THE value of the fish farming giant SalMar has doubled in the past 12 months, the Norwegian media are reporting.
The family owned company, whose motto is ‘passion for salmon’, is now worth more than 40 billion kroners (£3.6 billion sterling), twice what it was just a year ago.
Shares of the company, which owns 50 per cent of Scottish Sea Farms, recently reached their highest ever level on the Oslo Stock Exchange.
SalMar’s largest shareholding, of 53.4 per cent, is Kverva, which is mainly owned by Kvarv, the family company of entrepreneur Gustav Witzøe and his son Gustav Magnar Witzøe.
SalMar’s stock has risen by 83 per cent since January this year and more than doubled since March 2017.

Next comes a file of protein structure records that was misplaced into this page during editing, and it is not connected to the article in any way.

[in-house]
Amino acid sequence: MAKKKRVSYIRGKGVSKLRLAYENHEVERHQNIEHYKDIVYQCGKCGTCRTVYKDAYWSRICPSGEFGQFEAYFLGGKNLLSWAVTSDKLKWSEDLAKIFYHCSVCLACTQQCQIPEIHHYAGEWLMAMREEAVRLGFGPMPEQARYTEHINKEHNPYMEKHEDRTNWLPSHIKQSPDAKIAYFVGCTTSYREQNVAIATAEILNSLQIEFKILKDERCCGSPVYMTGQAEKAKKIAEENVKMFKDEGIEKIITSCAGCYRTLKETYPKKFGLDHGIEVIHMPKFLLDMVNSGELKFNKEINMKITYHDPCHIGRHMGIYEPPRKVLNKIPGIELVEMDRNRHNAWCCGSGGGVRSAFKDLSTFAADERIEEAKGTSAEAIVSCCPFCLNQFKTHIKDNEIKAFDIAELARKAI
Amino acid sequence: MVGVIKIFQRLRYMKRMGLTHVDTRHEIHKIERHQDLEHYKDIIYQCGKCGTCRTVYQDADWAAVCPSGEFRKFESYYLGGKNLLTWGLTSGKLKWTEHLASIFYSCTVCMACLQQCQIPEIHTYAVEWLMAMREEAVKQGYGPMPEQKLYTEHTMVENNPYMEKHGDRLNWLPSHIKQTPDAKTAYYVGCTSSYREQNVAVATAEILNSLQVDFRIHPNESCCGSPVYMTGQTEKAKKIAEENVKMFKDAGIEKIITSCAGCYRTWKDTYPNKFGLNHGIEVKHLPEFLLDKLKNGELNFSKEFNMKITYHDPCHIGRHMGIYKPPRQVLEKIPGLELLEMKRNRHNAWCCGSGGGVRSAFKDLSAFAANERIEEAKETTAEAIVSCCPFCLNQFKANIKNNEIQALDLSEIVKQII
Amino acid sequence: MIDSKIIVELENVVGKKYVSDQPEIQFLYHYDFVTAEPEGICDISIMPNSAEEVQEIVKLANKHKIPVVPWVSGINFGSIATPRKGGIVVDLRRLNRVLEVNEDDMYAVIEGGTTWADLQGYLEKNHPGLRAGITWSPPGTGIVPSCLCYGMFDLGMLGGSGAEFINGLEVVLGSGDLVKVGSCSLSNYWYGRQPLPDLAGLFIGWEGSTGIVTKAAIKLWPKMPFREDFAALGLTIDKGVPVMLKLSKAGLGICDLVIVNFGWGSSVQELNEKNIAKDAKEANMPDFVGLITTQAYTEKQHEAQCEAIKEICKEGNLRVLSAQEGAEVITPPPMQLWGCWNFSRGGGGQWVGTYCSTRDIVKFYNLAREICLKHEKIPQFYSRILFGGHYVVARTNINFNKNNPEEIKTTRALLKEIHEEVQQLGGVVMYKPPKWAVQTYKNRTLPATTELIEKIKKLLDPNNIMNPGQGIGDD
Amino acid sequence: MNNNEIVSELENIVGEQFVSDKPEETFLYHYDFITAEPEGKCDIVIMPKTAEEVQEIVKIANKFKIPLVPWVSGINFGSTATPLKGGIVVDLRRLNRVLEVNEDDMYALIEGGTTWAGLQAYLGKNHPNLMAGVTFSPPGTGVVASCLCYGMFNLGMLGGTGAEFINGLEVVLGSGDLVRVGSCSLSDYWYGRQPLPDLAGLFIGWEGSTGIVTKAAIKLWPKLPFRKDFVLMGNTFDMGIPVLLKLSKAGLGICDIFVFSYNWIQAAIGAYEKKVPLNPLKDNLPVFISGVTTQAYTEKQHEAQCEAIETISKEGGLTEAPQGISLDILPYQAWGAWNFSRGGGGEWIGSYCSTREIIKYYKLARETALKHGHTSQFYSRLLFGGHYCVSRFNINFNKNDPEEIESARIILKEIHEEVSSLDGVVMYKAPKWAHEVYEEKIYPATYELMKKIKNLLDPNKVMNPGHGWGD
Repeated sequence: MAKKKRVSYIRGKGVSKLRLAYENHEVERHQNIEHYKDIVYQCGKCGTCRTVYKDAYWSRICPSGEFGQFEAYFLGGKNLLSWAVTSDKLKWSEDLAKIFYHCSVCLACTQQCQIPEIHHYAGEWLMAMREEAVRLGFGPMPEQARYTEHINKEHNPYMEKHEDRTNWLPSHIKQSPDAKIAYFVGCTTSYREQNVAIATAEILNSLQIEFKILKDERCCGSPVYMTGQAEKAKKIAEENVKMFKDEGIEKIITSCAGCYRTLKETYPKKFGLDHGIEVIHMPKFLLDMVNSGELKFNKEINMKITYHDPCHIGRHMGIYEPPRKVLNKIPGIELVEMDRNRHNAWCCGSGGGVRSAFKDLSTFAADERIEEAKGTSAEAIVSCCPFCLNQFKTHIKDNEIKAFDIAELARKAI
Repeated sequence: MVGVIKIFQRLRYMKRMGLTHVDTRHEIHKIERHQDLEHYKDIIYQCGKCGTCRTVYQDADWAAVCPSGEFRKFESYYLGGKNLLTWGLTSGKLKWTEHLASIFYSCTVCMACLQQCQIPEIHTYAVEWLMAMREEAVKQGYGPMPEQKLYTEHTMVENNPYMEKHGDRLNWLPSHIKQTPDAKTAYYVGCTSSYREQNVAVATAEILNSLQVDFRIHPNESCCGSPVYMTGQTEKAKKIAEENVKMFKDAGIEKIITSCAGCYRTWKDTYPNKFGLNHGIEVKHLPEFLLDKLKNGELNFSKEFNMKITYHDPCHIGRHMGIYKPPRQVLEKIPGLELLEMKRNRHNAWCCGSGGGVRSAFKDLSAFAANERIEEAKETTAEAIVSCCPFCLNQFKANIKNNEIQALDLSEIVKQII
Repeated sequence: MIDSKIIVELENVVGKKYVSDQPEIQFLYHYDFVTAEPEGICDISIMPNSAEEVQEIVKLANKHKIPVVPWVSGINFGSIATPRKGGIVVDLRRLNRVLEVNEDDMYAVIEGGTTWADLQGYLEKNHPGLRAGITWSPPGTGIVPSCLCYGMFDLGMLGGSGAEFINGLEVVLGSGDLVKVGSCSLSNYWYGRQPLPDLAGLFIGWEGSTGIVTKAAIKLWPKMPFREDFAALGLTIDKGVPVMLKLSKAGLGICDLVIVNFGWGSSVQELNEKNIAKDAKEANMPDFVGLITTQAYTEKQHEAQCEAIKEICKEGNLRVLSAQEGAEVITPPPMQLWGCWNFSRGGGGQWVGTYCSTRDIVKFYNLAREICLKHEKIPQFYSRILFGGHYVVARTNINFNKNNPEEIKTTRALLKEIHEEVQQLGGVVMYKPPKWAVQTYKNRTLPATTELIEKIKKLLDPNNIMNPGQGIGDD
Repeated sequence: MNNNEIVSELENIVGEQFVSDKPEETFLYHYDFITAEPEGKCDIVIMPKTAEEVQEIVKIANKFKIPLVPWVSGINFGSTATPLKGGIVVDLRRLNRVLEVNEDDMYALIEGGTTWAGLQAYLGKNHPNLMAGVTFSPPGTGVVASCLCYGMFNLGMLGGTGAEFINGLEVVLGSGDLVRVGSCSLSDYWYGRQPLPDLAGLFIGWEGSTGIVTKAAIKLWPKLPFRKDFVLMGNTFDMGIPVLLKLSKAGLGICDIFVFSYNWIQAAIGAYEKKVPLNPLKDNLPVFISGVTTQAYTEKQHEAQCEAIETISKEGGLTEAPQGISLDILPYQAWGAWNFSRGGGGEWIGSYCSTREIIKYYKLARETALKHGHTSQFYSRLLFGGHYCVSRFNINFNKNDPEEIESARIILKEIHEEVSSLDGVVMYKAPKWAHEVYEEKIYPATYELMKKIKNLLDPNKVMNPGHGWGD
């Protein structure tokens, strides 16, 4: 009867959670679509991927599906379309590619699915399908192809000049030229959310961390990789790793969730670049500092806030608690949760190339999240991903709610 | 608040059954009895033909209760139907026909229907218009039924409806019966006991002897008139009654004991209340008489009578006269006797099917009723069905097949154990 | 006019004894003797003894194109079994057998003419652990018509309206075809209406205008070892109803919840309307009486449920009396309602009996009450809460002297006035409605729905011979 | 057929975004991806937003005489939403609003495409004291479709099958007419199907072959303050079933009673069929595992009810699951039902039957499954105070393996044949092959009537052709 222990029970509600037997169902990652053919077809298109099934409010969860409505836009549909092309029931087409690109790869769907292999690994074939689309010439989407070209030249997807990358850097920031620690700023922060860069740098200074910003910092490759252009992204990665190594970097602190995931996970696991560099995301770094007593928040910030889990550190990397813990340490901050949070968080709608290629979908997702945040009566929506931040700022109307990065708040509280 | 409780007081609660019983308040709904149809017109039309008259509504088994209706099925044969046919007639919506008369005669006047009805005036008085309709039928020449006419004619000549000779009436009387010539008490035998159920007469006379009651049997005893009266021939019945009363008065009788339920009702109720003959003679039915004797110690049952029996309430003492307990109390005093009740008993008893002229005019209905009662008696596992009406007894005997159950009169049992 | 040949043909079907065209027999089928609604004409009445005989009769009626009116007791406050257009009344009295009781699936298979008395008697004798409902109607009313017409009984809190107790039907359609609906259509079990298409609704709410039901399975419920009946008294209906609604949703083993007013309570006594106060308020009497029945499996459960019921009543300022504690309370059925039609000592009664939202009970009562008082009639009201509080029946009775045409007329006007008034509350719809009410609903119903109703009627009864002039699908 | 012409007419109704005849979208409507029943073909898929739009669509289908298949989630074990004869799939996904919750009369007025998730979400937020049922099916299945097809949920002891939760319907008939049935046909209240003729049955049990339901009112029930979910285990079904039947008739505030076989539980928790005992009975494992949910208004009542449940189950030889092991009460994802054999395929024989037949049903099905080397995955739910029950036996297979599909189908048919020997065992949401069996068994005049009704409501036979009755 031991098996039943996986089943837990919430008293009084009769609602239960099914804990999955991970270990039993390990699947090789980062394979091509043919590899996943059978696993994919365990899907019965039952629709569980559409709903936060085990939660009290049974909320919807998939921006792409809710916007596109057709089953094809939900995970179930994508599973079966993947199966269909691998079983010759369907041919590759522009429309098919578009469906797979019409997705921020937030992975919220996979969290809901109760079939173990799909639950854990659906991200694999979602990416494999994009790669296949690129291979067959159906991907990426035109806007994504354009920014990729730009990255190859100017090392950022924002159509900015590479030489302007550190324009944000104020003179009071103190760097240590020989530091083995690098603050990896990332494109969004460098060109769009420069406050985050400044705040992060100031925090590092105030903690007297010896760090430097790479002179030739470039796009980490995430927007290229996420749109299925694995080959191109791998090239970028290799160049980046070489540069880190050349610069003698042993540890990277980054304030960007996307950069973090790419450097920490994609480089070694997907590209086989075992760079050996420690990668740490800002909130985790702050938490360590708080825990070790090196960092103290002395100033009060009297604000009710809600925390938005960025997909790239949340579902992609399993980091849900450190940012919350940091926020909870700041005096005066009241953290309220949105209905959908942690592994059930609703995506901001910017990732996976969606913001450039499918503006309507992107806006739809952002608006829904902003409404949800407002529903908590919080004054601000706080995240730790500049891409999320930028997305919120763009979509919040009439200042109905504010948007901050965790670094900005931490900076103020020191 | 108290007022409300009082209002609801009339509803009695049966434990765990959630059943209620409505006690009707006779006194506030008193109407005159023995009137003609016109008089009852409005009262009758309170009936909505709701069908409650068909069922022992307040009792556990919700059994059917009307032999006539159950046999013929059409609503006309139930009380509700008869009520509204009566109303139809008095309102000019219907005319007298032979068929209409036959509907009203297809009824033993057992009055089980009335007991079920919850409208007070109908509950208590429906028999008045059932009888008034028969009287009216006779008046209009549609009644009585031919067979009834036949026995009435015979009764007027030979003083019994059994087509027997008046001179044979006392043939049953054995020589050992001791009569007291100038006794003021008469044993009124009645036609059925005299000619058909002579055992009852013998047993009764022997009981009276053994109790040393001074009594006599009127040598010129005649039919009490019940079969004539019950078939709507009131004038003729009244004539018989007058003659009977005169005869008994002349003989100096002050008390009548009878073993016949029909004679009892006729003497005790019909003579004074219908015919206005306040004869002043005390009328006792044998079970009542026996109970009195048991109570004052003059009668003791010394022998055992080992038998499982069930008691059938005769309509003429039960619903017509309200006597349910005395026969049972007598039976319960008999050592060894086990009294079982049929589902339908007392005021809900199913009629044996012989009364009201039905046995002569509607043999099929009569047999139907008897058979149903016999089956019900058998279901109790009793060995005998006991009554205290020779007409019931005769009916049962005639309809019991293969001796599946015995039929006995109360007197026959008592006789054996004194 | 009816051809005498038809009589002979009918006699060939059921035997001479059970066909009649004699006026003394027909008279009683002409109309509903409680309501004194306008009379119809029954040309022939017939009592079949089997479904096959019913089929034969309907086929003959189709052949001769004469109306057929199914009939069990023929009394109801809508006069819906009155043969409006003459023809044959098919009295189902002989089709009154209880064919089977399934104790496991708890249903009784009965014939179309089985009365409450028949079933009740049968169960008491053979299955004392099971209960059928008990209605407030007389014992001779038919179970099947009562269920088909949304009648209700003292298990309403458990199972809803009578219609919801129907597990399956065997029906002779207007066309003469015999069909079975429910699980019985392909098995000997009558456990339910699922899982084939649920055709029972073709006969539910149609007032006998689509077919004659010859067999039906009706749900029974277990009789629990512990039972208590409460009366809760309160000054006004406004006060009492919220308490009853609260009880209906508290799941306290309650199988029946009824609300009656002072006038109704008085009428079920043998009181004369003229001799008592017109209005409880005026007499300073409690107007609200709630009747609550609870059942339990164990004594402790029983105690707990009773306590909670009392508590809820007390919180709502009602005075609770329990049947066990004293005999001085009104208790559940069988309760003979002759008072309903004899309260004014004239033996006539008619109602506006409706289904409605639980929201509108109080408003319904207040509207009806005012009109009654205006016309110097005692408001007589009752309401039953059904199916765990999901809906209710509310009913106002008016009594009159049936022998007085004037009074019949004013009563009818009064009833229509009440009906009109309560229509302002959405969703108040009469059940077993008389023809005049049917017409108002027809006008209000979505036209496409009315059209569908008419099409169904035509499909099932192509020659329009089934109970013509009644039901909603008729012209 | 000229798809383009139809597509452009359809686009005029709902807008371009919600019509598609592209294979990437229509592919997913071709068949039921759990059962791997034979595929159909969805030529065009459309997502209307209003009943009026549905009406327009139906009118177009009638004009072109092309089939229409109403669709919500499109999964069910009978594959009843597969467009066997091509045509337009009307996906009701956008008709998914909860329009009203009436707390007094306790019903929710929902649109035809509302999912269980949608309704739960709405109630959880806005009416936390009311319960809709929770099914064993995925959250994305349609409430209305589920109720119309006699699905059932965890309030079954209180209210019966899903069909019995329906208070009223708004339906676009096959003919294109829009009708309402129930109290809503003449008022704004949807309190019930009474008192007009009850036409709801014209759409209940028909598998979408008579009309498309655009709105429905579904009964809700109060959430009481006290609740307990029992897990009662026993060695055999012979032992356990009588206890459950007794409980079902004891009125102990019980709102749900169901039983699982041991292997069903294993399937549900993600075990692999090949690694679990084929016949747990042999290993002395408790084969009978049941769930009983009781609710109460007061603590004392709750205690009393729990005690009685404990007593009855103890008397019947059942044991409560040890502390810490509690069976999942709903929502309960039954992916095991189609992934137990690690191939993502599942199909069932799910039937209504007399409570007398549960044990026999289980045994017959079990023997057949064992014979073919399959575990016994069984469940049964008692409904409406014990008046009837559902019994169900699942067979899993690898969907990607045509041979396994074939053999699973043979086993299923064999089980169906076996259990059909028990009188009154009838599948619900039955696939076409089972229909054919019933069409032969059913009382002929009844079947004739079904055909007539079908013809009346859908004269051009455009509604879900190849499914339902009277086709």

The country’s media say that Gustav Witzøe junior, aged 25, has increased his personal fortune by five billion kroners (£455 million) in just five weeks this year.
Gustav Witzøe senior, who started the business in 1991, has also reportedly doubled his fortune and is now said to be worth 42 billion kroners (£1.9 billion).
Industry observers say the sharp rise in SalMar’s value is mainly down to rising salmon prices. Kjetil Lye, seafood analyst at Handelsbanken Capital Markets, told the news website Nettavisen that prices so far this year have been better than expected and should go even higher over the next few months.
Another analyst, Tore A. Tønseth of Sparebank Markets, said extremely cold sea temperatures had meant salmon had not grown as expected this winter, leading to a supply shortage and this was also helping to push up prices.
But SalMar’s bold fish farming strategy has also attracted attention. The company has announced a £135 million plan to build a second huge offshore platform, which could be twice the size of Ocean Farm 1, brought in from China last summer.
Picture: SalMar’s Ocean Farm 1